On the day he announced his candidacy for president in 2019, Joe Biden said the coming campaign would be a battle for the soul of America. The Democratic National Convention has embraced and amplified that theme with extraordinary attacks on President Trump and a warning that the very foundations of the nation are on the ballot this November.
The assault has been led by some of the most prominent Democrats in the country. It began Monday night with former first lady Michelle Obama, who, with a tone of moral outrage, declared the president beyond unfit to lead the country. It continued Tuesday with former president Bill Clinton arguing that the Oval Office has become a “storm center” of chaos, rather than a command center.
On Wednesday night, it reached a crescendo when former president Barack Obama issued an urgent call to arms with language rarely spoken in public by one president about another. Obama’s prime-time address included an ominous portrayal of an America whose worst impulses have been unleashed under this president and whose democratic institutions are under attack and threatened if Trump wins a second term.
Hillary Clinton sought Wednesday to channel the lessons, energy and disappointment of her campaign to become the first female president into an effort to unseat the man who defeated her, urging Democrats who never fully unified around her to come together against President Trump.
Since Clinton’s loss to Trump in 2016, many Democrats have seen her as the rightful winner — robbed by the electoral college, Russia’s intervention and her own mistakes. For Trump supporters, who cheered his promises to “lock her up,” Clinton remains the personification of the liberal establishment and all Trump is fighting.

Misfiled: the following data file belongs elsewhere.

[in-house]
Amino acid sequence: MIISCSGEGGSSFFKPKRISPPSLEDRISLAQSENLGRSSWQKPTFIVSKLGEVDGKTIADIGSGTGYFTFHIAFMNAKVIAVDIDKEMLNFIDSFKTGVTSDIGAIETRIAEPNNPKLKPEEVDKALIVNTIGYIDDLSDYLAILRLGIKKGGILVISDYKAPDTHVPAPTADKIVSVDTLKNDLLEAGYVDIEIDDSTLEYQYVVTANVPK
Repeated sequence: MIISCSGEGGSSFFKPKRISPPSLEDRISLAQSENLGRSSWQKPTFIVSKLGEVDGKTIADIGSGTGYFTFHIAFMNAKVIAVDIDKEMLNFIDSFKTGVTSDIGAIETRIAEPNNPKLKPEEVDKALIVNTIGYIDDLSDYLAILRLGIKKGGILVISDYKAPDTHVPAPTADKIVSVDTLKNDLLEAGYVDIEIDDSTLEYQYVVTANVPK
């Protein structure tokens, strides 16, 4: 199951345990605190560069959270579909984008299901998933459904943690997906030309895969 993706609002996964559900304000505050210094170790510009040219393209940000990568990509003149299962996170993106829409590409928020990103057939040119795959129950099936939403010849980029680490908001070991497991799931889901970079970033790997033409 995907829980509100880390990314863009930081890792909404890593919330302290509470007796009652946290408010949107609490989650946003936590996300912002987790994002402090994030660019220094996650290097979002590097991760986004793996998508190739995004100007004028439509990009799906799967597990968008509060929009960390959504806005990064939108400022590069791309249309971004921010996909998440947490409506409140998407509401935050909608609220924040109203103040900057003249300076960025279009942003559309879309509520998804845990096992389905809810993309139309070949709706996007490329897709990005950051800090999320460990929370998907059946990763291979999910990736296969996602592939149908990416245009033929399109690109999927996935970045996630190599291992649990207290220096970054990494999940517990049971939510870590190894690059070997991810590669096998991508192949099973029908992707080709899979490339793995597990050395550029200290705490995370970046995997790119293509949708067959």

On Wednesday, Clinton ceded the role of anti-Trump to Joe Biden and the status of exciting trailblazer to Kamala Harris.
“I know something about the slings and arrows she’ll face, and believe me, this former district attorney and attorney general can handle them all,” Clinton said in an address aired live from her home in Chappaqua, N.Y.
Kamala D. Harris gave her acceptance speech at the third night of the Democratic convention, a night after Joe Biden officially became the Democratic Party’s presidential nominee. Get takeaways from the convention’s third night. What to know about the schedule and speakers.
Former vice president Joe Biden and his running mate, Sen. Kamala D. Harris, lead President Trump and Vice President Pence by 53 percent to 41 percent among registered voters, according to the latest Washington Post-ABC News poll.
More Americans can vote by mail in November than before the pandemic; find out which states have changed rules. Barring a landslide, we may not have a result in the presidential election on Nov. 3. See what elections are coming up and which have moved.
Trump and Biden are scheduled to debate three times this fall; here’s what to know about the 2020 presidential debates.